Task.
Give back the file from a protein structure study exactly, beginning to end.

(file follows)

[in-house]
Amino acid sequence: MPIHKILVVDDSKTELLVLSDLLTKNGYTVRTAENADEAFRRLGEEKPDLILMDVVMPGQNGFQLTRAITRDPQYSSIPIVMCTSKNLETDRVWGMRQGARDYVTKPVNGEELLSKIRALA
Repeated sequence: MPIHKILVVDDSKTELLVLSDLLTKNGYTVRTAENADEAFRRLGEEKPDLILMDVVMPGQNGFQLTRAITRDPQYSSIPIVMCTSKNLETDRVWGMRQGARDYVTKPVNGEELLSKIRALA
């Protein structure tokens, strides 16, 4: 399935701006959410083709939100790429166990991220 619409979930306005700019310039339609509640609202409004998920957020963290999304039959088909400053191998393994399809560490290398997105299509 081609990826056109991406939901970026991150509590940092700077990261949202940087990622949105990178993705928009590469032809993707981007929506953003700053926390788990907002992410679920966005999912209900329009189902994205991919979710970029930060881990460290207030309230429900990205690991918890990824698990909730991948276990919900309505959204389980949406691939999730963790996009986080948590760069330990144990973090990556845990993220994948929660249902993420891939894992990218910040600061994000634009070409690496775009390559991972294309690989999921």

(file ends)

[in-house]
Amino acid sequence: MPIHKILVVDDSKTELLVLSDLLTKNGYTVRTAENADEAFRRLGEEKPDLILMDVVMPGQNGFQLTRAITRDPQYSSIPIVMCTSKNLETDRVWGMRQGARDYVTKPVNGEELLSKIRALA
Repeated sequence: MPIHKILVVDDSKTELLVLSDLLTKNGYTVRTAENADEAFRRLGEEKPDLILMDVVMPGQNGFQLTRAITRDPQYSSIPIVMCTSKNLETDRVWGMRQGARDYVTKPVNGEELLSKIRALA
């Protein structure tokens, strides 16, 4: 399935701006959410083709939100790429166990991220 619409979930306005700019310039339609509640609202409004998920957020963290999304039959088909400053191998393994399809560490290398997105299509 081609990826056109991406939901970026991150509590940092700077990261949202940087990622949105990178993705928009590469032809993707981007929506953003700053926390788990907002992410679920966005999912209900329009189902994205991919979710970029930060881990460290207030309230429900990205690991918890990824698990909730991948276990919900309505959204389980949406691939999730963790996009986080948590760069330990144990973090990556845990993220994948929660249902993420891939894992990218910040600061994000634009070409690496775009390559991972294309690989999921």